City: Los Angeles

Hope comes to Watts

Just days before Convoy of Hope Los Angeles, very few believed it was actually going to happen. Residents of the Watts community have often been over promised and under delivered and skepticism ran rampant. Though in the face of adversity, hope came to Watts on December 2, 2017.

Hope arrives 

When the reality that this event was — in fact — going to happen hit, hope and excitement filled the community.

“I was driving down the street, on my way to Convoy and these big, monster Convoy of Hope trucks drove right by me,” said Julian Toriz, LA native and Kids Zone Leader for the event. “I’m like ‘oh my goodness!’ Rolling deep, 3 big trucks — boom, boom, boom. I got out my camera. I’m trying to drive and I’m like ‘I got to document this’.”

More than 8,400 Guests of Honor attended the event that day. They received free groceries, shoes, haircuts, and health services. The local team that worked with Convoy of Hope to make the event a reality was amazed at the impact on the community.

Overcoming challenges

The Watts neighborhood of South Central LA is an area of high poverty and crime. The 2010 census revealed that 35.9% of South Central LA live below the poverty line — more than double the U.S. rate of 14.1%. Watts is home to 13 known gangs and four of the largest housing projects in all of LA – all in a two square mile area.

A large step for the Convoy of Hope team in making this event a reality was meeting with and getting the approval of the Watts Gang Task Force to establish a Day of Peace. According to Convoy of Hope Signature Events Director Steve Pulis, not only did this create an opportunity for the community to attend the event without fear of violence, but it established the event as a positive opportunity to help the community.

“When that group came on board and got behind it, we had more than their permission,” Pulis said. “We got the word out among not only gangs, but the entire community – this event is positive, it’s here to help and the gangs are good with it. It has everyone’s support.”

The event took place in Ted Watkins Memorial Park. This is a special place to Convoy of Hope as it was the site of the first Community Event in 1995, only a few years before the park was closed due to violence at a few large park events. The park was closed to large events for 20 years, until the Convoy of Hope event in 2017.

A day of miracles

Convoy of Hope’s Community Events are only possible through the support of volunteers from within the community and its surrounding areas. For most Community Events, the Convoy of Hope team aims to get between 1,200 and 2,000 volunteers. However, by the day of the Watts event there were only 400 volunteers registered and only 303 actually came.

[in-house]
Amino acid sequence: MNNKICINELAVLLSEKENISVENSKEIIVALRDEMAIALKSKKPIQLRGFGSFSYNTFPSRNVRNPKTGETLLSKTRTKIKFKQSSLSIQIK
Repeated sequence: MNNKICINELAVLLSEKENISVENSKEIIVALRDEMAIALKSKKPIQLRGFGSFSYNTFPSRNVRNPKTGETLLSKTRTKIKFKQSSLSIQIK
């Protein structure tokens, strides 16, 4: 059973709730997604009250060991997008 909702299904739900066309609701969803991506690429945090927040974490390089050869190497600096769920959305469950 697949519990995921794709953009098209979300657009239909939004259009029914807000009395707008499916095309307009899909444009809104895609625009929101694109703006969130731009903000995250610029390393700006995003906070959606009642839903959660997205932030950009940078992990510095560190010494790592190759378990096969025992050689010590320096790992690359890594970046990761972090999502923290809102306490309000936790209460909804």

Even with the low volunteer attendance, the event ran smoothly and every Guest of Honor was able to be served.

“It’s a miracle that we didn’t have any issues,” Pulis said. “People can complain anywhere. You can get in too long of a line at the check out of any store and you’re gonna have someone upset. Nothing here.”

Local team member and long-time Watts resident Cornell Ward referenced the biblical story of The Feeding of the 5,000 — in which Jesus feeds 5,000 people with only five loaves of bread and two fish — and said “I know what it feels like.”

Hope continues

Convoy of Hope is grateful for the opportunity to bring some hope to South Central LA, but the work is not done yet. Convoy of Hope has already planned to return to LA for another Community Event on December 1, 2018.

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Community Outreach / Field Story / Volunteering

Remembering Watts

One of Convoy of Hope’s first community outreaches took place in Watts, Calif., in 1995. That day, thousands of honored guests gathered to receive groceries and to hear local musicians perform on a makeshift stage.

Tears came to my eyes that day as I watched hurting families descend on a neighborhood park—just so they could have something to eat. I stood at the entrance and welcomed guests … and listened to their stories. I was struck by the reality that these families were not homeless or unemployed. Instead they worked full-time jobs and ensured their children attended school.

That day our eyes were opened to the plight of working poor families, who typically don’t have access to many social services. They struggle each week to put food on the table and clothing on their children. Day-to-day they don’t know if they’ll have enough gas to get to work or enough soap to do their laundry.

For nearly 20 years now, Convoy of Hope has served these families by providing groceries, medical and dental screenings, job fairs, haircuts, shoes, clothing, and more. In the last few years we have added family portraits, and, through a partnership with the National Breast Cancer Foundation, began providing free screenings and mammograms.

To date, hundreds of thousands of guests across the United States and Europe have received much-needed help through the united efforts of churches, businesses, civic organizations and local government. And hundreds of thousands of volunteers have given of their time to distribute millions of dollars in assistance. Together they have put smiles on the faces of families who just needed to know someone cares.

But please know none of this would have been possible without friends like you who have given faithfully so others can receive real help and experience God’s love. Thank you for caring and giving.

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Community Outreach / From the Founders
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Partner Spotlight | A look at the partners who help us bring hope.

HopeMobWhen generous strangers unite.

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